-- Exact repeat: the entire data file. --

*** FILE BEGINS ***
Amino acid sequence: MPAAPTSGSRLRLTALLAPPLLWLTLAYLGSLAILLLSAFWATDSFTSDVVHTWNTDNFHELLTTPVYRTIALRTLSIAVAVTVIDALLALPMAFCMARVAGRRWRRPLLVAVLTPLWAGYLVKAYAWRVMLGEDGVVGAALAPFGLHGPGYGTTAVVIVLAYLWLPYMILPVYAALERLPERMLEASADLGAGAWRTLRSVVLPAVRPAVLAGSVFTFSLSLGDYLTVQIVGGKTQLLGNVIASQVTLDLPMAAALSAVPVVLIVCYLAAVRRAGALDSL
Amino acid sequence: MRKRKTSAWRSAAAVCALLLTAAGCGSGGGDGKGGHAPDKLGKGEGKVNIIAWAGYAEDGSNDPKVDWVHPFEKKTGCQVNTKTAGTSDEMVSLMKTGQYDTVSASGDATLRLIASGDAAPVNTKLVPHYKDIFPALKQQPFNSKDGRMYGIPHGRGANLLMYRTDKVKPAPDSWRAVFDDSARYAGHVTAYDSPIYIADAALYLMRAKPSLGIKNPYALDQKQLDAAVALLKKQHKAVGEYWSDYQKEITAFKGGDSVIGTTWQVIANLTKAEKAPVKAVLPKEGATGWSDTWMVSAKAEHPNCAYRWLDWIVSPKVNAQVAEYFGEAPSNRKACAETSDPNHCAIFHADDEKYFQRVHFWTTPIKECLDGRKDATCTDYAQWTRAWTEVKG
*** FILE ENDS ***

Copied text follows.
Amino acid sequence: MPAAPTSGSRLRLTALLAPPLLWLTLAYLGSLAILLLSAFWATDSFTSDVVHTWNTDNFHELLTTPVYRTIALRTLSIAVAVTVIDALLALPMAFCMARVAGRRWRRPLLVAVLTPLWAGYLVKAYAWRVMLGEDGVVGAALAPFGLHGPGYGTTAVVIVLAYLWLPYMILPVYAALERLPERMLEASADLGAGAWRTLRSVVLPAVRPAVLAGSVFTFSLSLGDYLTVQIVGGKTQLLGNVIASQVTLDLPMAAALSAVPVVLIVCYLAAVRRAGALDSL
Amino acid sequence: MRKRKTSAWRSAAAVCALLLTAAGCGSGGGDGKGGHAPDKLGKGEGKVNIIAWAGYAEDGSNDPKVDWVHPFEKKTGCQVNTKTAGTSDEMVSLMKTGQYDTVSASGDATLRLIASGDAAPVNTKLVPHYKDIFPALKQQPFNSKDGRMYGIPHGRGANLLMYRTDKVKPAPDSWRAVFDDSARYAGHVTAYDSPIYIADAALYLMRAKPSLGIKNPYALDQKQLDAAVALLKKQHKAVGEYWSDYQKEITAFKGGDSVIGTTWQVIANLTKAEKAPVKAVLPKEGATGWSDTWMVSAKAEHPNCAYRWLDWIVSPKVNAQVAEYFGEAPSNRKACAETSDPNHCAIFHADDEKYFQRVHFWTTPIKECLDGRKDATCTDYAQWTRAWTEVKG